How to Avoid Being Scammed By a Tree Service

Tree Removal

Many people are unaware that the tree industry is one of the most dangerous professions (including police and firefighting work). Because of the nature of working near live power lines, at extreme heights and with dangerous tools, tree work carries a heavy risk of serious injury and death. For your protection and peace of mind, it is essential that you understand how your tree service is working not only to protect the health of your trees, but to protect you from potential liabilities.

Common Misconceptions about Tree Service

Misconception # 1: All Insurance is created equal.

Fact: Insurance in the tree industry is very expensive, especially workers’ compensation.  Companies often do not carry proper insurance to protect you from liability, and some will stretch the truth to convince you everything is covered when they are under insured and many are unaware of what coverage is needed.

Remember, where a lot of money is involved, there is a lot of motivation to bend the truth. Do your own research and get certificates of insurance directly from the insurance company. No one should ever be offended or hesitant when you ask for proof of insurance!
It is much cheaper simply to print “fully insured, workers’ compensation and liability insurance” on a card or ad than it is to buy coverage. This deception is made especially easy and profitable because very few customers actually check to see if insurance is in place until after an accident happens. Please do your homework and ask your lawyer.

Insurance Definitions:

Workers’ Compensation is the most expensive and the most necessary insurance. It covers injuries that tree company employees or owners suffer at work. This is the only real protection you can have from the liability of someone being injured while working on your property. There is no substitute for it!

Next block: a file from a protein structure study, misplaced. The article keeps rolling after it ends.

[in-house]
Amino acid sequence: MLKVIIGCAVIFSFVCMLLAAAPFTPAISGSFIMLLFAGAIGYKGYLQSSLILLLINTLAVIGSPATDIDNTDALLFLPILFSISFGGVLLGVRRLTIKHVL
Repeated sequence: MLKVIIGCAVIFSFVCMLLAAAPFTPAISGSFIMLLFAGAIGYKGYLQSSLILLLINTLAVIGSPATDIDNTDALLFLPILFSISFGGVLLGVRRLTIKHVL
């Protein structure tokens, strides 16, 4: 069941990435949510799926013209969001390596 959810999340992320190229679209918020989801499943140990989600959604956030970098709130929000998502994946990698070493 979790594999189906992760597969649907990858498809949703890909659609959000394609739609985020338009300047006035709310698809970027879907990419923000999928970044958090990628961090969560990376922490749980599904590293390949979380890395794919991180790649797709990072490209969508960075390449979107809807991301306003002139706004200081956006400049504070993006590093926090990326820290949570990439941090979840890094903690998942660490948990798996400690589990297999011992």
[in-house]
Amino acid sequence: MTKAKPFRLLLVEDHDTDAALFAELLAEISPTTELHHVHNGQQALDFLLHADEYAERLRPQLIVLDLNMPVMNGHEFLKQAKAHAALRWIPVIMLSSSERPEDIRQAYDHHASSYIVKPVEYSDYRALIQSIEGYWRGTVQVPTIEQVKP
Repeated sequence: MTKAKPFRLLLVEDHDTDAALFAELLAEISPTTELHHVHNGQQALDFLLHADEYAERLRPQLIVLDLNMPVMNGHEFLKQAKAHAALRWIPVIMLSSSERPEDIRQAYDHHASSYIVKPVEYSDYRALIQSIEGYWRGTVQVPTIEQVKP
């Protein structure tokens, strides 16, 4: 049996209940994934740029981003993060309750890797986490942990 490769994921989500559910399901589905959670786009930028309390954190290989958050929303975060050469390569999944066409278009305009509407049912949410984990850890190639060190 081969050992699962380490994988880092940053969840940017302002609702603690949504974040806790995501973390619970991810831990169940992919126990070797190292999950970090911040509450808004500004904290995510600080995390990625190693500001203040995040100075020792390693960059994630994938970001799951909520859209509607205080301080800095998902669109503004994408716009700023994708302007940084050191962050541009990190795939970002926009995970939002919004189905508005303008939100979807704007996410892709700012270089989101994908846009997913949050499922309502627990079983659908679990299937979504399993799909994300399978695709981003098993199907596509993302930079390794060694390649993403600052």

Without workers’ comp, tree companies are still legally required to take responsibility for work injuries, but you—the property owner—are next in line. If you hire a contractor who has no workers’ compensation, you must pay the bill if an employee is injured and the owner can’t pay it all. You may sue the contractor to recover damages, but meanwhile you have to pay for the injured person’s medical bills, lost wages and other costs associated with the injury. Needless to say, it’s no fun.

Workers’ comp tricks to watch out for:

  • Some tree contractors claim they do not need workers’ comp because they have fewer than five employees. It is true that the law doesn’t require workers’ comp for non-construction businesses with less than five employees. But that will come as little comfort when liability bounces straight to you after the company owner is or claims to be unable to pay for the injury of a worker.
  • Another myth you may hear is that workers’ comp is not needed if the owner is the only employee. If the owner is injured and can’t pay, you are just as liable. Additionally, no one should ever do tree work alone, as this greatly increases the chance of severe injury or death.
  • One trick is to carry workers’ comp on only one employee working at least 20 hours a week. This saves a tree company huge amounts if it employs several workers because workers’ comp premiums are based on pay role. A valid insurance certificate is meaningless if most employees are being paid “under the table” as subcontractors with no insurance.